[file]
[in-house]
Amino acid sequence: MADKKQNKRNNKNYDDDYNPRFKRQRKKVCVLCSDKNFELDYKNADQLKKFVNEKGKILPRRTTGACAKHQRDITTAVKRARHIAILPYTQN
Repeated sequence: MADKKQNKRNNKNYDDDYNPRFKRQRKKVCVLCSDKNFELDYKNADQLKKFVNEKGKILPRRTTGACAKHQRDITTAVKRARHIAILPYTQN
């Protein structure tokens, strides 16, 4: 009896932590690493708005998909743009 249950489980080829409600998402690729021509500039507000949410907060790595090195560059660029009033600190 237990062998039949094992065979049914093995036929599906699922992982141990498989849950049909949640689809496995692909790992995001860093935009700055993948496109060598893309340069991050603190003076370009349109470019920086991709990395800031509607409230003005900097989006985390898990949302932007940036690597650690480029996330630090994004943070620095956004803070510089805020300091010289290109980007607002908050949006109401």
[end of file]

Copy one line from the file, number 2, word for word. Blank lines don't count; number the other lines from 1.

Amino acid sequence: MADKKQNKRNNKNYDDDYNPRFKRQRKKVCVLCSDKNFELDYKNADQLKKFVNEKGKILPRRTTGACAKHQRDITTAVKRARHIAILPYTQN